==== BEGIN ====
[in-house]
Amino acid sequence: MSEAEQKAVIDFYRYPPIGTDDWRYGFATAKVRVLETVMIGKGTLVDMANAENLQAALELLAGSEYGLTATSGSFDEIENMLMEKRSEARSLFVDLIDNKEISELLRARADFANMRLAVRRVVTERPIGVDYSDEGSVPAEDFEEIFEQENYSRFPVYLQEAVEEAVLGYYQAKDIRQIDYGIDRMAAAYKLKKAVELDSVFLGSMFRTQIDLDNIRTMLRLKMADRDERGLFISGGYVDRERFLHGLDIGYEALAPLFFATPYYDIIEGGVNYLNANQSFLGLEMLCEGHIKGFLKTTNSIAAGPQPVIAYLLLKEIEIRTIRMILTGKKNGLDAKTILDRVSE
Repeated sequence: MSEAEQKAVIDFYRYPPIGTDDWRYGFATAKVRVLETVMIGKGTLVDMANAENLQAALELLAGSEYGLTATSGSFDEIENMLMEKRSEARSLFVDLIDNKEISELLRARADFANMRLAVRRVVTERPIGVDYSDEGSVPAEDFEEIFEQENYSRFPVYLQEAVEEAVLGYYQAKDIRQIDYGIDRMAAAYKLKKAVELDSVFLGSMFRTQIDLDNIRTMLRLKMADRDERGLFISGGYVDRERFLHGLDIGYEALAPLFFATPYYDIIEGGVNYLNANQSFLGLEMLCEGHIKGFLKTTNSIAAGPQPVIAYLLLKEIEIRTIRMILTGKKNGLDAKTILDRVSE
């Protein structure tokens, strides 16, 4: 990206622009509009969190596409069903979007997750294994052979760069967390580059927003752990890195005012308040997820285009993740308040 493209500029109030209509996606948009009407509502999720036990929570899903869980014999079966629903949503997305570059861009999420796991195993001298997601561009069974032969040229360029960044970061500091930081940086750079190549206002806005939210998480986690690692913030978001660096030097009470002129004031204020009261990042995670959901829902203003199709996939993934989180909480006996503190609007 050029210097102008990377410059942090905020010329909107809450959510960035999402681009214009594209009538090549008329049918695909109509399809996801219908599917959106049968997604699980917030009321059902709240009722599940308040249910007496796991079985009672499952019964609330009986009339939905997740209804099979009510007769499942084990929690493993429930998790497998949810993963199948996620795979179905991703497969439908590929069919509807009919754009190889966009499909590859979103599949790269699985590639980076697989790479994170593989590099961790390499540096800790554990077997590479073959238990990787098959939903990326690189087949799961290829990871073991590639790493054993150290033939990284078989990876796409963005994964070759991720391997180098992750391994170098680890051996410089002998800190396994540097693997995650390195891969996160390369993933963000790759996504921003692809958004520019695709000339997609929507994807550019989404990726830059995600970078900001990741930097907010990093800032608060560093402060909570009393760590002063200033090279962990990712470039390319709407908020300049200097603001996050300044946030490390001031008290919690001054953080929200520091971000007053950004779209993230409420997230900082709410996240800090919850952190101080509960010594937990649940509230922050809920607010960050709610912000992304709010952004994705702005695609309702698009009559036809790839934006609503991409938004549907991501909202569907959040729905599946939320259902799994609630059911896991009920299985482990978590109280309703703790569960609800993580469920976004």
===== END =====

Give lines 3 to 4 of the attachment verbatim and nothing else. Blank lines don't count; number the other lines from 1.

Repeated sequence: MSEAEQKAVIDFYRYPPIGTDDWRYGFATAKVRVLETVMIGKGTLVDMANAENLQAALELLAGSEYGLTATSGSFDEIENMLMEKRSEARSLFVDLIDNKEISELLRARADFANMRLAVRRVVTERPIGVDYSDEGSVPAEDFEEIFEQENYSRFPVYLQEAVEEAVLGYYQAKDIRQIDYGIDRMAAAYKLKKAVELDSVFLGSMFRTQIDLDNIRTMLRLKMADRDERGLFISGGYVDRERFLHGLDIGYEALAPLFFATPYYDIIEGGVNYLNANQSFLGLEMLCEGHIKGFLKTTNSIAAGPQPVIAYLLLKEIEIRTIRMILTGKKNGLDAKTILDRVSE
């Protein structure tokens, strides 16, 4: 990206622009509009969190596409069903979007997750294994052979760069967390580059927003752990890195005012308040997820285009993740308040 493209500029109030209509996606948009009407509502999720036990929570899903869980014999079966629903949503997305570059861009999420796991195993001298997601561009069974032969040229360029960044970061500091930081940086750079190549206002806005939210998480986690690692913030978001660096030097009470002129004031204020009261990042995670959901829902203003199709996939993934989180909480006996503190609007 050029210097102008990377410059942090905020010329909107809450959510960035999402681009214009594209009538090549008329049918695909109509399809996801219908599917959106049968997604699980917030009321059902709240009722599940308040249910007496796991079985009672499952019964609330009986009339939905997740209804099979009510007769499942084990929690493993429930998790497998949810993963199948996620795979179905991703497969439908590929069919509807009919754009190889966009499909590859979103599949790269699985590639980076697989790479994170593989590099961790390499540096800790554990077997590479073959238990990787098959939903990326690189087949799961290829990871073991590639790493054993150290033939990284078989990876796409963005994964070759991720391997180098992750391994170098680890051996410089002998800190396994540097693997995650390195891969996160390369993933963000790759996504921003692809958004520019695709000339997609929507994807550019989404990726830059995600970078900001990741930097907010990093800032608060560093402060909570009393760590002063200033090279962990990712470039390319709407908020300049200097603001996050300044946030490390001031008290919690001054953080929200520091971000007053950004779209993230409420997230900082709410996240800090919850952190101080509960010594937990649940509230922050809920607010960050709610912000992304709010952004994705702005695609309702698009009559036809790839934006609503991409938004549907991501909202569907959040729905599946939320259902799994609630059911896991009920299985482990978590109280309703703790569960609800993580469920976004």